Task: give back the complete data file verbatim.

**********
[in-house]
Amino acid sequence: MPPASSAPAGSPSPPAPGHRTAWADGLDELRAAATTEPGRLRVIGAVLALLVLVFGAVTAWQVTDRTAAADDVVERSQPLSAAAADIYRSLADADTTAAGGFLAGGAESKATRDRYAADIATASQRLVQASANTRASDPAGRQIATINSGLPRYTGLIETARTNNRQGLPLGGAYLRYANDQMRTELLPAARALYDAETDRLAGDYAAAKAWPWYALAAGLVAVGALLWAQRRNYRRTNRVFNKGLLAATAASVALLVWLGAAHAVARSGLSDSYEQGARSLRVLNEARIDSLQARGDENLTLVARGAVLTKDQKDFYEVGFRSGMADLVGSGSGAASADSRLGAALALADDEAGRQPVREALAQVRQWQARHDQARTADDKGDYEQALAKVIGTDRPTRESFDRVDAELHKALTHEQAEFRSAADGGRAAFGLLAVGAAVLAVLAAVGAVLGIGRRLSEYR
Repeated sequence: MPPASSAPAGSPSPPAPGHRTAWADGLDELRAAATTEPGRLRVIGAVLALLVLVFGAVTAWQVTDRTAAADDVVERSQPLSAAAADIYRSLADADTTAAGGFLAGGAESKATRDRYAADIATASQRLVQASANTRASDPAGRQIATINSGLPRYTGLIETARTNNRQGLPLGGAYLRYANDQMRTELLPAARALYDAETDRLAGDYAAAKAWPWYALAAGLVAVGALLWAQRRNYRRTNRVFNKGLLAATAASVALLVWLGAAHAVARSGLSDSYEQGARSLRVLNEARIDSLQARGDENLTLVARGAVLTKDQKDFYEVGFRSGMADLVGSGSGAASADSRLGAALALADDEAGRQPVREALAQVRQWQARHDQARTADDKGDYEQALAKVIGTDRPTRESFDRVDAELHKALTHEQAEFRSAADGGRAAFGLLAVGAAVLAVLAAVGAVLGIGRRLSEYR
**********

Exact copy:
[in-house]
Amino acid sequence: MPPASSAPAGSPSPPAPGHRTAWADGLDELRAAATTEPGRLRVIGAVLALLVLVFGAVTAWQVTDRTAAADDVVERSQPLSAAAADIYRSLADADTTAAGGFLAGGAESKATRDRYAADIATASQRLVQASANTRASDPAGRQIATINSGLPRYTGLIETARTNNRQGLPLGGAYLRYANDQMRTELLPAARALYDAETDRLAGDYAAAKAWPWYALAAGLVAVGALLWAQRRNYRRTNRVFNKGLLAATAASVALLVWLGAAHAVARSGLSDSYEQGARSLRVLNEARIDSLQARGDENLTLVARGAVLTKDQKDFYEVGFRSGMADLVGSGSGAASADSRLGAALALADDEAGRQPVREALAQVRQWQARHDQARTADDKGDYEQALAKVIGTDRPTRESFDRVDAELHKALTHEQAEFRSAADGGRAAFGLLAVGAAVLAVLAAVGAVLGIGRRLSEYR
Repeated sequence: MPPASSAPAGSPSPPAPGHRTAWADGLDELRAAATTEPGRLRVIGAVLALLVLVFGAVTAWQVTDRTAAADDVVERSQPLSAAAADIYRSLADADTTAAGGFLAGGAESKATRDRYAADIATASQRLVQASANTRASDPAGRQIATINSGLPRYTGLIETARTNNRQGLPLGGAYLRYANDQMRTELLPAARALYDAETDRLAGDYAAAKAWPWYALAAGLVAVGALLWAQRRNYRRTNRVFNKGLLAATAASVALLVWLGAAHAVARSGLSDSYEQGARSLRVLNEARIDSLQARGDENLTLVARGAVLTKDQKDFYEVGFRSGMADLVGSGSGAASADSRLGAALALADDEAGRQPVREALAQVRQWQARHDQARTADDKGDYEQALAKVIGTDRPTRESFDRVDAELHKALTHEQAEFRSAADGGRAAFGLLAVGAAVLAVLAAVGAVLGIGRRLSEYR